Are holidays a while away? We know how you feel.
We like holidays as well. But since they’re few and far between, we’ve made up new ways to get out of the country.
Whether it’s riding the high seas with the US Navy, charging off to Thailand for a Full Moon Party or putting your feet up by an azure Mediterranean sea, there are few experiences you can’t have through the pages of a book.
So what kind of armchair tourist are you?
In search of self-discovery
Daniel Klein was about to spend a hefty amount on dental work when he thought perhaps a year in Greece might be a better use of his time and resources. There he would observe how the Greeks manage to live happy lives into authentic old age. Funny, sincere and with a profundity reserved for only the brightest philosophers, Travels with Epicurus is a trip made for all the right reasons. Zero schmaltz, just good living.
Mark Adams is one of the best exponents of the journalistic travel genre. With an unquenchable curiosity, this inexperienced adventure travel expert takes you along on a re-creation of the 1911 expedition to Machu Picchu in Turn Right at Machu Picchu, led on this occasion by an Australian.
Off the beaten track
Of course, there are some places most of us can’t go on holiday. Which is the type of holiday Geoff Dyer likes—name another author who travels with a heavily armed navy escort. Dyer has an award-winning penchant for probing odd subjects in unique and intriguing ways, and his experience aboard the aircraft carrier USS George W. Bush is recounted with Dyer’s signature dry wit in Another Great Day at Sea.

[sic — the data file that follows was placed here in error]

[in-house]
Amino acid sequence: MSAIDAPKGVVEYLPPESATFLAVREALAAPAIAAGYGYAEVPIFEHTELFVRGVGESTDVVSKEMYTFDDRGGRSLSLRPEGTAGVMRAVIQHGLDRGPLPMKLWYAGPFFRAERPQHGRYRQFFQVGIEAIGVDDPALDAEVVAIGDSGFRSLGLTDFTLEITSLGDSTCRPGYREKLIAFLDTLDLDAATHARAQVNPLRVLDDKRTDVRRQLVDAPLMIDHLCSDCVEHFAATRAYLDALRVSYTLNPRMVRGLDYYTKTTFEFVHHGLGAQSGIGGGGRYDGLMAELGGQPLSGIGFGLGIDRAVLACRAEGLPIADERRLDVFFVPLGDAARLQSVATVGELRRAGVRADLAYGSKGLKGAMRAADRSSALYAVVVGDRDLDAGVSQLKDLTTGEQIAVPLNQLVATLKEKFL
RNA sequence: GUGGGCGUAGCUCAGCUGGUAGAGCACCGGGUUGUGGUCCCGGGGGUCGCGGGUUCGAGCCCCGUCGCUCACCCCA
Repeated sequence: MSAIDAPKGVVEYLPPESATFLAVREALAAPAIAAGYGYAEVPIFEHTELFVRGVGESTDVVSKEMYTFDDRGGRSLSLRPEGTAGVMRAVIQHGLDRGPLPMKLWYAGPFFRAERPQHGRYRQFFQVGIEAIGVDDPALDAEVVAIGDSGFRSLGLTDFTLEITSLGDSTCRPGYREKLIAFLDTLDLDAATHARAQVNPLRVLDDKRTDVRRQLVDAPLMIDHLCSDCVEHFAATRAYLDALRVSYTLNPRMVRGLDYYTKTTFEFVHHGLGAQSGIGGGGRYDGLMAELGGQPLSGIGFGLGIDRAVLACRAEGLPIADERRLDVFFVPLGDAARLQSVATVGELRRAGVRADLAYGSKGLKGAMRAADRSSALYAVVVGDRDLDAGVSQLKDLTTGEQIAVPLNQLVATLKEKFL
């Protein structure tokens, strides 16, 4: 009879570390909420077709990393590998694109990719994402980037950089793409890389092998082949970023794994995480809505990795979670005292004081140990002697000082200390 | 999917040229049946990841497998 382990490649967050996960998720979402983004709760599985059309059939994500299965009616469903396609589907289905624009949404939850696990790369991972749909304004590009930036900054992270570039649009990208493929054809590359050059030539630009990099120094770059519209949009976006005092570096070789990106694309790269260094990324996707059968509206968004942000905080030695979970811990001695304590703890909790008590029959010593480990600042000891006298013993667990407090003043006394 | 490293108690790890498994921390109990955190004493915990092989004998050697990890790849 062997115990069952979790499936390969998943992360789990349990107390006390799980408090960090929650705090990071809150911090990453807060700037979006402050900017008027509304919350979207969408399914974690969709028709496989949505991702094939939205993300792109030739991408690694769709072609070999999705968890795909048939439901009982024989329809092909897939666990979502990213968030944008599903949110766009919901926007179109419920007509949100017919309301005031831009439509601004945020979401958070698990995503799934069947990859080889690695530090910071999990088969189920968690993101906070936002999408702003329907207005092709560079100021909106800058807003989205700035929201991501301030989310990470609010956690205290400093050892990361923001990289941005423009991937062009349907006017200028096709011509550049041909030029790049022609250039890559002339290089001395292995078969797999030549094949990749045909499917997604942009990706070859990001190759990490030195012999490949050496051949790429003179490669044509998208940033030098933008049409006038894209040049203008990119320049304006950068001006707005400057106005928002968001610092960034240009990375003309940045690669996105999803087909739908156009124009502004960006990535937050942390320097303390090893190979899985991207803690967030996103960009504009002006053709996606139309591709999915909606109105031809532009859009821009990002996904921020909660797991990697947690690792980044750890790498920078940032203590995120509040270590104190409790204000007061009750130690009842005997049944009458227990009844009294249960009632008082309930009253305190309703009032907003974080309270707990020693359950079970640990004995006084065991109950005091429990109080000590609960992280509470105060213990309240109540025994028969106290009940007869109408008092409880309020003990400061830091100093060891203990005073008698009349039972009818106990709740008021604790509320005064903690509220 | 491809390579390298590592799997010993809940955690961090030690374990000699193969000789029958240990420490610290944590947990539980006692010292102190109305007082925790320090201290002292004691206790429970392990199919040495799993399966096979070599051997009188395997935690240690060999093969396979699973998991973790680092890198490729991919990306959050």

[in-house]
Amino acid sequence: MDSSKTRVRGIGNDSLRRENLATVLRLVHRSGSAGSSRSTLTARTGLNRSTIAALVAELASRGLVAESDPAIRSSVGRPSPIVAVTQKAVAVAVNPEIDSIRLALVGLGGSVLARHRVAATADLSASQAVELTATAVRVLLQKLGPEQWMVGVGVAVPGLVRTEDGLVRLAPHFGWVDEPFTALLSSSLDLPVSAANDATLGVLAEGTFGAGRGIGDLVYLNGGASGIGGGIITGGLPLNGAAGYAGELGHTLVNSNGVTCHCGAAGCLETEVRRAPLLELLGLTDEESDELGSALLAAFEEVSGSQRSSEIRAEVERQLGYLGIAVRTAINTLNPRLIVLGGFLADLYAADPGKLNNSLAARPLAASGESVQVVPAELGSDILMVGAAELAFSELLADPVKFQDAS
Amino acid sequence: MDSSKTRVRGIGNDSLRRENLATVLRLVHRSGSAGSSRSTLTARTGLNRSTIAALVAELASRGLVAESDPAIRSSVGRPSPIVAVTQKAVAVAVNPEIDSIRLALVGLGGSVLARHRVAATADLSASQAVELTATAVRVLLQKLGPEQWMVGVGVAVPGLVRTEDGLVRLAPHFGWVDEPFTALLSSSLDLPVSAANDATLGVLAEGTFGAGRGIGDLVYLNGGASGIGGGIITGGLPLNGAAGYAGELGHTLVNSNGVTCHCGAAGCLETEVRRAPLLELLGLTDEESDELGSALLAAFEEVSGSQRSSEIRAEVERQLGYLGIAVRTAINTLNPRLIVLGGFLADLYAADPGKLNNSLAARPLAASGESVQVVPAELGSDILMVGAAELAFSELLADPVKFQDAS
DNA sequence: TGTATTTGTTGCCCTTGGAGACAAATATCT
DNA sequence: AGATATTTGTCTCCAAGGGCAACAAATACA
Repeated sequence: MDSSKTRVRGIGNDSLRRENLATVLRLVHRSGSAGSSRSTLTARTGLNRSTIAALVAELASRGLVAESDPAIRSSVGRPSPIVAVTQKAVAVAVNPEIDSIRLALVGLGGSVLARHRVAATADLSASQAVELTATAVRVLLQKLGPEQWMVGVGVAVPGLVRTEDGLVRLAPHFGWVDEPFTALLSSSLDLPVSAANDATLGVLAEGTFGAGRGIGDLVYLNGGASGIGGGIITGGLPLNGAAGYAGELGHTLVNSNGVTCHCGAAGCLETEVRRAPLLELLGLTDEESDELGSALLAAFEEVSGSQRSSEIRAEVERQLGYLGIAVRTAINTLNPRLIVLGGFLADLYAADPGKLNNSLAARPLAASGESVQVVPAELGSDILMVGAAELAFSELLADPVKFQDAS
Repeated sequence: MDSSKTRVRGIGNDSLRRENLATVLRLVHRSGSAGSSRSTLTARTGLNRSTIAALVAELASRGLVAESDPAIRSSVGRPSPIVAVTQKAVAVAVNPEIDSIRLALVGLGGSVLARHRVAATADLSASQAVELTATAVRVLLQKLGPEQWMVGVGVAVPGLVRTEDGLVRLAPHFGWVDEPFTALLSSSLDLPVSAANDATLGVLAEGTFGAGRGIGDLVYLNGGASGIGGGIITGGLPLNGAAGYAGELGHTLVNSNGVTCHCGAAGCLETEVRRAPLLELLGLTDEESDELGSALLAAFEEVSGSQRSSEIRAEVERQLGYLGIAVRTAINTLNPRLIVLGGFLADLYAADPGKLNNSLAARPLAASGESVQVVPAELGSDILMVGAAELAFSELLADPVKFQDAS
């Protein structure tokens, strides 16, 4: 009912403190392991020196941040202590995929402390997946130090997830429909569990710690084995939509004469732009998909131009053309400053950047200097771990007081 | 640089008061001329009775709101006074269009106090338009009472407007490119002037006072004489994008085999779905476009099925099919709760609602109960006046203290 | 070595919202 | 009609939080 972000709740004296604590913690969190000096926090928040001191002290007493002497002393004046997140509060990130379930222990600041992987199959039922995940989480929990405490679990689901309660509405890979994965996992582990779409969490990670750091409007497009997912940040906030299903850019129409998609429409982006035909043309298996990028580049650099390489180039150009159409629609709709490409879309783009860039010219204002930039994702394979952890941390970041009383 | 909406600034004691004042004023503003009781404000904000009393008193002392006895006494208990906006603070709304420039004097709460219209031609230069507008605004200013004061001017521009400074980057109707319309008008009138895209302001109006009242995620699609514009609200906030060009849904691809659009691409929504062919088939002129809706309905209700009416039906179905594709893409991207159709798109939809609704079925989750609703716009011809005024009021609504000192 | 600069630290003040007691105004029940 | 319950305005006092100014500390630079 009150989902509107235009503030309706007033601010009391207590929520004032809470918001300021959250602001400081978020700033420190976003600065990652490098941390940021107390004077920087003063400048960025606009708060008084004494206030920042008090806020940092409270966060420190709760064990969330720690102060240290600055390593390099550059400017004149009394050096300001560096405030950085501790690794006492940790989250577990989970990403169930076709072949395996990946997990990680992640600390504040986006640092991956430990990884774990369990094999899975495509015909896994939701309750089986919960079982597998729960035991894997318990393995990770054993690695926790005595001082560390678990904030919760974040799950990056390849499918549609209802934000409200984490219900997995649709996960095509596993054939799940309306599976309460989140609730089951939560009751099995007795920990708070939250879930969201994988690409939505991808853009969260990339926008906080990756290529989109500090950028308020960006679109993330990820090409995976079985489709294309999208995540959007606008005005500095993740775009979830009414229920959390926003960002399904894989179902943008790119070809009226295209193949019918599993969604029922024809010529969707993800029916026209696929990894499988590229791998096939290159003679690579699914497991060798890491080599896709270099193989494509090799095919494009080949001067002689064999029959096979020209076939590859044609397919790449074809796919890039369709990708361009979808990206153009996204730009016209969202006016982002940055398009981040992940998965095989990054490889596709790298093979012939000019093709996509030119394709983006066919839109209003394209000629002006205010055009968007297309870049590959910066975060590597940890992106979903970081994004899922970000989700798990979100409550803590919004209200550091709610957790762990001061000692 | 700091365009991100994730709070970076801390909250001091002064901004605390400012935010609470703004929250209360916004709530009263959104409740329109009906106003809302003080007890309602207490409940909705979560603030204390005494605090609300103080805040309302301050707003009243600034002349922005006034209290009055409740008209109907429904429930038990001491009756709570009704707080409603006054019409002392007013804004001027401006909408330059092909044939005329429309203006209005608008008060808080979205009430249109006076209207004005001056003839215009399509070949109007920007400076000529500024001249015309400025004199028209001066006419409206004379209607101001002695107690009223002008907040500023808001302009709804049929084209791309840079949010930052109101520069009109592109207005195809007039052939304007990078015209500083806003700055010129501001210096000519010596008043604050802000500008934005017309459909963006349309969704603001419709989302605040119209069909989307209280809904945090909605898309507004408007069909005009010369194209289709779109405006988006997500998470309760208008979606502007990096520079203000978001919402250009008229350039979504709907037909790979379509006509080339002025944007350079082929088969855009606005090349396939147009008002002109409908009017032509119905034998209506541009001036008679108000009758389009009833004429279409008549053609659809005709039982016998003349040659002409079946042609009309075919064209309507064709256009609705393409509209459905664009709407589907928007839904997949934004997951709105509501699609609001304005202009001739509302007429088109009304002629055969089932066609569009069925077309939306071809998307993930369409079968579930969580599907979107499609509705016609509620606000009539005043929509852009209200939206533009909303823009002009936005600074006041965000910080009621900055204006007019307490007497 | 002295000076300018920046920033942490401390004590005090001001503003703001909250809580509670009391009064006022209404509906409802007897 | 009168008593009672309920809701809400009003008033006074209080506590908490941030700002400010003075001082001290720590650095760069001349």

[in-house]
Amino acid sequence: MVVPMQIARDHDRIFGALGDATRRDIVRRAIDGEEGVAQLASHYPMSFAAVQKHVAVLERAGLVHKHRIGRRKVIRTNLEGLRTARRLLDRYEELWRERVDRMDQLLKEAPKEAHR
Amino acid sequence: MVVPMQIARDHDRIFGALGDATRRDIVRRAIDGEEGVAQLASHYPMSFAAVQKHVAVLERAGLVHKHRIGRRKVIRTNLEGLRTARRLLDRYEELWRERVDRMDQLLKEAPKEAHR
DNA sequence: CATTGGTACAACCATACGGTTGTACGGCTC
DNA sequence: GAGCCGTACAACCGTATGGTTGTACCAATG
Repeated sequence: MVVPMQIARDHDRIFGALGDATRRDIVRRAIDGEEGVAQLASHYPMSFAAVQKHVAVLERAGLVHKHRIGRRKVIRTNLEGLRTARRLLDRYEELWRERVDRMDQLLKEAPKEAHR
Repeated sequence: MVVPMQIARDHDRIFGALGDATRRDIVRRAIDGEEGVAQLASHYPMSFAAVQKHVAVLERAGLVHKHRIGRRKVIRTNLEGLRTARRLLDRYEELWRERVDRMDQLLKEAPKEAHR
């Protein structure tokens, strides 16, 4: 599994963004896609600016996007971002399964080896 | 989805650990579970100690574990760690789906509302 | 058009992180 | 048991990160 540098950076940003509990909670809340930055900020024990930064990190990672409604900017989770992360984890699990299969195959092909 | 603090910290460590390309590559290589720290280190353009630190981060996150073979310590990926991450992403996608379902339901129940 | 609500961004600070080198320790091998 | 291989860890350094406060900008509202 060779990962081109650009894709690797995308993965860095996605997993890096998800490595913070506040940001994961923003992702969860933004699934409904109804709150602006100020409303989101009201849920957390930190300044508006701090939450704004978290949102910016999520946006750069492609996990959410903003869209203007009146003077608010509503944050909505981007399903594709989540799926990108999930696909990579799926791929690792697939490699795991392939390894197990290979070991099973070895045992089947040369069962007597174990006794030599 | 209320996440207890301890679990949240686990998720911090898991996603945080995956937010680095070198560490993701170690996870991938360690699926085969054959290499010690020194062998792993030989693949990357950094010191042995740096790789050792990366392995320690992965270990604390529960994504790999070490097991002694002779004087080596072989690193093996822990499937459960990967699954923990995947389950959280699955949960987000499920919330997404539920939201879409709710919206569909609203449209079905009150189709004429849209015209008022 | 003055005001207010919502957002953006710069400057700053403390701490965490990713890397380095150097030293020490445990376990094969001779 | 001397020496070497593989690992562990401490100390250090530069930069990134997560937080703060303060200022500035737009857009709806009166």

Perhaps you’re a keen student of civilisation. What better way to capture the chaos of the Indian city of Delhi than reading Rana Dasgupta’s Capital: A Portrait of Twenty-First Century Delhi? From walled city to world city, Capital describes a place as terrifying as it is intoxicating.
A haven for cheap tourism and unregulated hijinks, South-East Asia can play host to the idyllic and the seedy in equal measure. Throw in a Belfast hard man, looking for redemption for a violent past, and you have Chris Flynn’s brilliant A Tiger in Eden —a heady ride of sex, drugs and bar-room brawls.
Murray Bail’s 1980 Age Book of the Year, Homesickness, is the classic portrait of the Australian tourist experience: a hilarious, aimless, globe-hopping critique of gormless travellers. What’s more, it’s the perfect antidote to that winter longing for a holiday abroad—perhaps travelling isn’t all it’s cracked up to be.
Better read a book instead.